“For example, Australian television did an analysis of the time trial, with the videos of Jonas and Pogačar in parallel, and we can already see a big gap, in the cadence of pedalling, the change of bike which makes him lose 40 seconds. It is enormous.
“You can also ask Bert Blocken, professor of aerodynamics with whom we work, the gains between a chrono bike and a normal bike like the one used by Pogačar in the last kilometres. We respond with all that, we try to give the indications.”
Where Vingegaard took time on Pogacar during Stage 16 of the Tour de France!@simongerrans and @Bridie_OD break down the Dane's cornering aggression! #sbstdf #TDF2023 #couchpeloton pic.twitter.com/s8BkceMlXT
— SBS Sport (@SBSSportau) July 18, 2023
However, when asked why his team did not release their rider’s data in a bid to assuage some of the suspicions, Plugge said that while “experts would know how to look at it… a majority would misinterpret it”.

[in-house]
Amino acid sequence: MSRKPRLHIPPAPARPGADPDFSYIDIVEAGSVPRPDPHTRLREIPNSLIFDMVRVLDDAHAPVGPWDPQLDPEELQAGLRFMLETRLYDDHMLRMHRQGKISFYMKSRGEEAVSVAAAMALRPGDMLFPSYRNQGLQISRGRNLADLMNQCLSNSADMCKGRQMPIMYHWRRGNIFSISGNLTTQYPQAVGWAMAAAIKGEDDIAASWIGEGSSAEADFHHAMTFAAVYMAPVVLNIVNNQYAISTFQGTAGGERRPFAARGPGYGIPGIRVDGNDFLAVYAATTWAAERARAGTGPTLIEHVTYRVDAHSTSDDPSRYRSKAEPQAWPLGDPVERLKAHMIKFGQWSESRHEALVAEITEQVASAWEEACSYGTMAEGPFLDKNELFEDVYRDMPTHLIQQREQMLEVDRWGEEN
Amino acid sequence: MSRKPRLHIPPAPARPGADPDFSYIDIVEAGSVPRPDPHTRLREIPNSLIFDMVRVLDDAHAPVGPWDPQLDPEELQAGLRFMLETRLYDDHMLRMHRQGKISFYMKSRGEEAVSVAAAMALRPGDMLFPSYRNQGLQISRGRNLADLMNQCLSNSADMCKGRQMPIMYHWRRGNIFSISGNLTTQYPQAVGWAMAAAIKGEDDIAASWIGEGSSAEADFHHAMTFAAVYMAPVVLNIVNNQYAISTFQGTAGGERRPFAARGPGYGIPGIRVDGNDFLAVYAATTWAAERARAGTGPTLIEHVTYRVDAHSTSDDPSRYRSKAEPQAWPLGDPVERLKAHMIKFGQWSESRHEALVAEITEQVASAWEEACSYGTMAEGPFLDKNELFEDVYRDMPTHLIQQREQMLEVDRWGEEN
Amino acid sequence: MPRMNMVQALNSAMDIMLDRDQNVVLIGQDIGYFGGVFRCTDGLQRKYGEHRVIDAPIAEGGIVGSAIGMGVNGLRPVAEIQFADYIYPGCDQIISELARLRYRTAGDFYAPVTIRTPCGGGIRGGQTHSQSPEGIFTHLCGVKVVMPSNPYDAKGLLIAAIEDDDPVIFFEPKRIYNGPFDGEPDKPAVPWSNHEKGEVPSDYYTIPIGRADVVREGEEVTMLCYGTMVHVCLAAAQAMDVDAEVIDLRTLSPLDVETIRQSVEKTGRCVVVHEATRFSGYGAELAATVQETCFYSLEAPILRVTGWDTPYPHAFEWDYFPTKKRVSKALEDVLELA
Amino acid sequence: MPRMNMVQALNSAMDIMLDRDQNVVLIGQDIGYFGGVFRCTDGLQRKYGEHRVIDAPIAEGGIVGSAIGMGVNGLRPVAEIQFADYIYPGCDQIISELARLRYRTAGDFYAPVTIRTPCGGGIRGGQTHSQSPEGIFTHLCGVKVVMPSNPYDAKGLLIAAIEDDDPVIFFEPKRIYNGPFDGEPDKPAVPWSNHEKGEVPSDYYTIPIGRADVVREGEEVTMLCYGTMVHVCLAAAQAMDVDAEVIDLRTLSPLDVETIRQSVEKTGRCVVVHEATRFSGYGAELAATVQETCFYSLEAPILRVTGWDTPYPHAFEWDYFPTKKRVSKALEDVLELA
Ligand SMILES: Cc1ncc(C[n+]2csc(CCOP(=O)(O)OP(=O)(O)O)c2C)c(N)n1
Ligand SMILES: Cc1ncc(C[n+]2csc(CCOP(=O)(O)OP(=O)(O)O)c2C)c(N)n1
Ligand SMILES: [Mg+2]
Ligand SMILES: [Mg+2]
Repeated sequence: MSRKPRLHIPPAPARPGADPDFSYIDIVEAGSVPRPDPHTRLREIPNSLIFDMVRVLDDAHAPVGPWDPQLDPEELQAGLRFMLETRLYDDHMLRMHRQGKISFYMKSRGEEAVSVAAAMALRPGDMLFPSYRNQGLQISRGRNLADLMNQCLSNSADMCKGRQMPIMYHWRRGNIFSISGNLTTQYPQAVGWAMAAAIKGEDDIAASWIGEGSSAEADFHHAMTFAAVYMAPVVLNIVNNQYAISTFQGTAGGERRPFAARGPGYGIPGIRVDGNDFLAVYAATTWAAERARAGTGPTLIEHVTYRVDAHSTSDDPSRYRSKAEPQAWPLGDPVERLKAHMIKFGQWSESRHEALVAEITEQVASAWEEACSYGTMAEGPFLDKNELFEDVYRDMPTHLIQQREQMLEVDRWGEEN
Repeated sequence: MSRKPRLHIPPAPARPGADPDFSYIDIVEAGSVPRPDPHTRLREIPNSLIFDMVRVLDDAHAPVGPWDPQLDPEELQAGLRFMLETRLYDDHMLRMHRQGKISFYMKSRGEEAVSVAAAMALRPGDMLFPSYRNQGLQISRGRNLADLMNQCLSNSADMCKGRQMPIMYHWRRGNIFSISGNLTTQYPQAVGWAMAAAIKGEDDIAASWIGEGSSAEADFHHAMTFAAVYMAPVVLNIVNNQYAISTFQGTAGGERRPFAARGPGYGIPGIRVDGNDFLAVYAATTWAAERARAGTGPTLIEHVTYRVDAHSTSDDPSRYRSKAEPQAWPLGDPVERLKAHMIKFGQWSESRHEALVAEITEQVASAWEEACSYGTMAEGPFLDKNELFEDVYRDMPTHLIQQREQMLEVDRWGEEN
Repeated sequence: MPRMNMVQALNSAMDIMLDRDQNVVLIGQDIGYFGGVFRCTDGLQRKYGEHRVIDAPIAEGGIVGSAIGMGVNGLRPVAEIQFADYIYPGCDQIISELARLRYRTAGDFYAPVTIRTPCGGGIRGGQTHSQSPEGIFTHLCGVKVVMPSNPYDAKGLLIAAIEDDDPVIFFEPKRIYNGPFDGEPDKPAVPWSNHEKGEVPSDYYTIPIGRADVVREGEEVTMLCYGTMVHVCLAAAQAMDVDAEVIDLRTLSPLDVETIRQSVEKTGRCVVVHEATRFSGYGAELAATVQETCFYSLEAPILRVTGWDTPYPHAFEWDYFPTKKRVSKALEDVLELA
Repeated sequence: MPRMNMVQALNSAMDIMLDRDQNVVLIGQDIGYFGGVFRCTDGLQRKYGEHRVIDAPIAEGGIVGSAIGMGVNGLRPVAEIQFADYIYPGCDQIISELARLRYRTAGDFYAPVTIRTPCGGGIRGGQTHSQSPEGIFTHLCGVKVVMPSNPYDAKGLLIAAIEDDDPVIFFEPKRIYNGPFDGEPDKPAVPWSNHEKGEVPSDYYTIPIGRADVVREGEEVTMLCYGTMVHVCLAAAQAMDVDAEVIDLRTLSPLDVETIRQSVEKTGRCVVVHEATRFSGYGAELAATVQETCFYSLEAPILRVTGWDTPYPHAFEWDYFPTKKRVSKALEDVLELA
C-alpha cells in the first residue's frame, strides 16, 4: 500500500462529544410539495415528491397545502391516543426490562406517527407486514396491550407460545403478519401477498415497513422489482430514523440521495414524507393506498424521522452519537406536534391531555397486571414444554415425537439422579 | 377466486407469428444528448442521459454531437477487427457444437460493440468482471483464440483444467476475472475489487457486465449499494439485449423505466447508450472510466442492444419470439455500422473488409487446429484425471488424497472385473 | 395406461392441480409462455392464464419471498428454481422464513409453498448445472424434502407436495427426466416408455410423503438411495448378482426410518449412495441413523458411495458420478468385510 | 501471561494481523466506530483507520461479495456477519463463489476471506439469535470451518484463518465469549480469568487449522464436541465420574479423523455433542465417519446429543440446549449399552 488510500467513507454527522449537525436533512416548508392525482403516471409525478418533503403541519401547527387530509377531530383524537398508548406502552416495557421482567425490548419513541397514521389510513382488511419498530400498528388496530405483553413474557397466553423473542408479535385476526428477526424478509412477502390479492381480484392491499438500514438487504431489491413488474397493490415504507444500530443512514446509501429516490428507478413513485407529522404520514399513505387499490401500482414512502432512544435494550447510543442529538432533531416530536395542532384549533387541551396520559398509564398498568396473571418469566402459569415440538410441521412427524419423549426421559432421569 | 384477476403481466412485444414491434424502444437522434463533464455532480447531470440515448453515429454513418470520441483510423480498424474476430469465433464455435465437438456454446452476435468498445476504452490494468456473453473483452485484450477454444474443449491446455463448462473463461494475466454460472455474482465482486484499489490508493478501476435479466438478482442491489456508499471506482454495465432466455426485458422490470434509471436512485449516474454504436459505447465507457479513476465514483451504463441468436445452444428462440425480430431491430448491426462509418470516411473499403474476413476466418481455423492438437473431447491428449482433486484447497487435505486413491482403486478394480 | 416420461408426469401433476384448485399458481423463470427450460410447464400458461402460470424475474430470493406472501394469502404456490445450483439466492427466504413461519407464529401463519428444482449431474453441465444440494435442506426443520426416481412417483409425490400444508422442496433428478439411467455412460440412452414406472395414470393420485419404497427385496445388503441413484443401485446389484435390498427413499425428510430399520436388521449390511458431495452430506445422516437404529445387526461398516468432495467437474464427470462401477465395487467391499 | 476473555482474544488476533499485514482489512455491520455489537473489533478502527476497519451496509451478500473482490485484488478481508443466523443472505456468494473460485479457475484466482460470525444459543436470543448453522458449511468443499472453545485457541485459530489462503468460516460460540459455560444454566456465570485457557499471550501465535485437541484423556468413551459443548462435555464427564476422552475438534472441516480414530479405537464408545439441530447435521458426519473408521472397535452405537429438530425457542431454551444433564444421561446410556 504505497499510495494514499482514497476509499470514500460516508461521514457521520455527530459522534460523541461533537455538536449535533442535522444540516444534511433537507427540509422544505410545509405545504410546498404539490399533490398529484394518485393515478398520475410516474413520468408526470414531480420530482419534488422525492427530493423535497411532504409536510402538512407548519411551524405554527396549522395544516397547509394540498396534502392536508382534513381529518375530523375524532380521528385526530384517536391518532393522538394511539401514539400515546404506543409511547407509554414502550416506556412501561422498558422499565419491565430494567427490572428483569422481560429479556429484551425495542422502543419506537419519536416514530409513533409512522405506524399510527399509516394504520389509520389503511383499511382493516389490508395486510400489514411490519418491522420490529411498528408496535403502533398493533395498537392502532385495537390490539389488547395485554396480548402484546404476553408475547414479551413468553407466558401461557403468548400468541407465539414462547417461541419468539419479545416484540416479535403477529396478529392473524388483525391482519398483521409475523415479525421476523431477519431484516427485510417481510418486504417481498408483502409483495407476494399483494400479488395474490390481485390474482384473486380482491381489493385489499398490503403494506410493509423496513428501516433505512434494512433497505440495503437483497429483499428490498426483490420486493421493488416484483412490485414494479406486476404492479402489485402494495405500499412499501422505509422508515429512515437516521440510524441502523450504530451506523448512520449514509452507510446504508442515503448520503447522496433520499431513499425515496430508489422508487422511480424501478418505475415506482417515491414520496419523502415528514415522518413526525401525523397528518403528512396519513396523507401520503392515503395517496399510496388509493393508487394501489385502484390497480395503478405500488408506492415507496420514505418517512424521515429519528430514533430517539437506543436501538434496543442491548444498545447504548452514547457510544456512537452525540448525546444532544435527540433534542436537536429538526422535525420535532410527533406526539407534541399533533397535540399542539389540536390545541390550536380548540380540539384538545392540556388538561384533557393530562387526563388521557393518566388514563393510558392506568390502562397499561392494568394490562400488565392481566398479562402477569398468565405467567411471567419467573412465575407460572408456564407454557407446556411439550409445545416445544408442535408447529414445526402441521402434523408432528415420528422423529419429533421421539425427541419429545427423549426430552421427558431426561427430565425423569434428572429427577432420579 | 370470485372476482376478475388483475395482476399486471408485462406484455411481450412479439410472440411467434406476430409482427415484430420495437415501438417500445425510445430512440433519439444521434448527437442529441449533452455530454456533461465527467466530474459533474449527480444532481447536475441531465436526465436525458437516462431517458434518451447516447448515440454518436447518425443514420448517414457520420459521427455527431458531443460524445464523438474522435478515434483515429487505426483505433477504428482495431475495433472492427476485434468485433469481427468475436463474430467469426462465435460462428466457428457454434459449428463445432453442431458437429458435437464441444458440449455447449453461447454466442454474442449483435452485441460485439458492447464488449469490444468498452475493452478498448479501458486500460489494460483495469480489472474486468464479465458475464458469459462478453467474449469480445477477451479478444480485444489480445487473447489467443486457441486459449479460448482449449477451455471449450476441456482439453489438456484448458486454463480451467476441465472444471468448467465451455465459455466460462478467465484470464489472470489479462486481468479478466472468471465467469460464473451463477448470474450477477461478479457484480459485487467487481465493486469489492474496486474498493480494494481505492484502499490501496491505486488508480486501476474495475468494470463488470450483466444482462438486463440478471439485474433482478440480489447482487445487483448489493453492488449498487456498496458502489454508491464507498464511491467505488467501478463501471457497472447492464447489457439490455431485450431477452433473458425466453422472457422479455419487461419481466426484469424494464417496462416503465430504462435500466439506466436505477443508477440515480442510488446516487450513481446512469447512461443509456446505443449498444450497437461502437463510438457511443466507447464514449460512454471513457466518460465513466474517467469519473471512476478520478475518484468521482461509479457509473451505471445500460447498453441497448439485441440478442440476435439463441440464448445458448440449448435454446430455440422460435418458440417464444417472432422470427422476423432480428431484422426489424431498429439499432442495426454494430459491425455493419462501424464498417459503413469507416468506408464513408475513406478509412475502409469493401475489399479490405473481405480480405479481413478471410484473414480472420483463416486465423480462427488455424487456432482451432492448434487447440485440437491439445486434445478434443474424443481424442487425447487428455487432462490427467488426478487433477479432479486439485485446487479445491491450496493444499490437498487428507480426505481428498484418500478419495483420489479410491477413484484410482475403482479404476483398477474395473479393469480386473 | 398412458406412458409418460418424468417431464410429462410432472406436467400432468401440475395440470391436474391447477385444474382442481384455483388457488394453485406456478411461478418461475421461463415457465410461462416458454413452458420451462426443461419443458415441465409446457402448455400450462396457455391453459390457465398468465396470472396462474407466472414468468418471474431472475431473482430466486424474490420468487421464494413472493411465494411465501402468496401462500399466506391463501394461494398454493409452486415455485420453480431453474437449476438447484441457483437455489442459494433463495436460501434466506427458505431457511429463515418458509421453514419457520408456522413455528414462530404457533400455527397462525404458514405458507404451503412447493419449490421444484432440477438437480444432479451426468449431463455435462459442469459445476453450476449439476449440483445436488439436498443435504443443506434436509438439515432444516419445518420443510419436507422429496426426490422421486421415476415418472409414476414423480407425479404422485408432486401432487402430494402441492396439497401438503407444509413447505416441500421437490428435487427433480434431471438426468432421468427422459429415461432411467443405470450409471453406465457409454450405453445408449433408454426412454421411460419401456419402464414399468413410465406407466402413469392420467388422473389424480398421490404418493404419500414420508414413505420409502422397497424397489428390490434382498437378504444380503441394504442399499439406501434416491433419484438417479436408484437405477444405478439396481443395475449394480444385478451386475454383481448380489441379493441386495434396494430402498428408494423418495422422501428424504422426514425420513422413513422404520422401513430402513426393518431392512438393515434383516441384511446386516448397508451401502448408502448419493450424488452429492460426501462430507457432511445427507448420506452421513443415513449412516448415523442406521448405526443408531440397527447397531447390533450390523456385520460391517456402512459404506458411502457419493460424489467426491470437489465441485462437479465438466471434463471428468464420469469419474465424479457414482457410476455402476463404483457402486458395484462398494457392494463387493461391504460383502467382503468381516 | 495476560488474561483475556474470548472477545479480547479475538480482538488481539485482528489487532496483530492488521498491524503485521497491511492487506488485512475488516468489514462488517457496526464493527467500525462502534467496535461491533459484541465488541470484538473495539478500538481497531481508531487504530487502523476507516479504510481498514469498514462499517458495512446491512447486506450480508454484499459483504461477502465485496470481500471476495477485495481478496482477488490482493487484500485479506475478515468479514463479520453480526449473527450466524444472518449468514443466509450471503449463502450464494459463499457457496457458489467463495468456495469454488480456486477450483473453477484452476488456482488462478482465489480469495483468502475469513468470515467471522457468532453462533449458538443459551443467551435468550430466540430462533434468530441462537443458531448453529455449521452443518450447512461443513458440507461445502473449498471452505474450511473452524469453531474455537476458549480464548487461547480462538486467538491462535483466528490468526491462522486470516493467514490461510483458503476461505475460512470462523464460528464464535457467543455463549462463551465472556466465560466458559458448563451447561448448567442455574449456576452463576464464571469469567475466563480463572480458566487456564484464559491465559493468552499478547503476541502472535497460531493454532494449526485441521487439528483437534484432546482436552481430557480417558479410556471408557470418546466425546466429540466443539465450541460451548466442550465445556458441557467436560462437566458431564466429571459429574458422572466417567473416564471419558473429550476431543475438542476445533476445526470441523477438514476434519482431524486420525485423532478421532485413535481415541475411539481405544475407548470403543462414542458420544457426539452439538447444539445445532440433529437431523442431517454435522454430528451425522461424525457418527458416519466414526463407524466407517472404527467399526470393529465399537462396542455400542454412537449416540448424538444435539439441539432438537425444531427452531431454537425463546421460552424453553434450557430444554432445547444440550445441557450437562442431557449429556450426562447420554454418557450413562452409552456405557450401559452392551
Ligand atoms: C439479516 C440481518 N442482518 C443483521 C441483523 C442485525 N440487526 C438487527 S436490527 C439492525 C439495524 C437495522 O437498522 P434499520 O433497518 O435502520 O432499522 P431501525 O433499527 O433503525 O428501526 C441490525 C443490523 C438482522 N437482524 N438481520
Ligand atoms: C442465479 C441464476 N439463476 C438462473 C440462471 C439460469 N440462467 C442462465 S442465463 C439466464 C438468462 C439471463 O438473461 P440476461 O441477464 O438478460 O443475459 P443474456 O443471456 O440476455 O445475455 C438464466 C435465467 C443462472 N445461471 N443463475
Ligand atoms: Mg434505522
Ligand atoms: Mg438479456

“Apparently if you win in cycling, to the French you apparently never can do it right,” he concluded. “Me, I would say, ‘Come over, we can tell you everything’. I answer every question, like I do now.”
Surely, after Thibaut Pinot’s epic but ill-fated ride in the Vosges today, even a lofty standard bearer like Plugge would turn a blind eye if he spotted the retiring French hero sipping a pint in the hotel restaurant tonight?
Or maybe not…
Ryan joined road.cc as a news writer in December 2021. He has written about cycling and some ball-centric sports for various websites, newspapers, magazines and radio. Before returning to writing about cycling full-time, he completed a PhD in History and published a book and numerous academic articles on religion and politics in Victorian Britain and Ireland (though he remained committed to boring his university colleagues and students with endless cycling trivia). He can be found riding his bike very slowly through the Dromara Hills of Co. Down.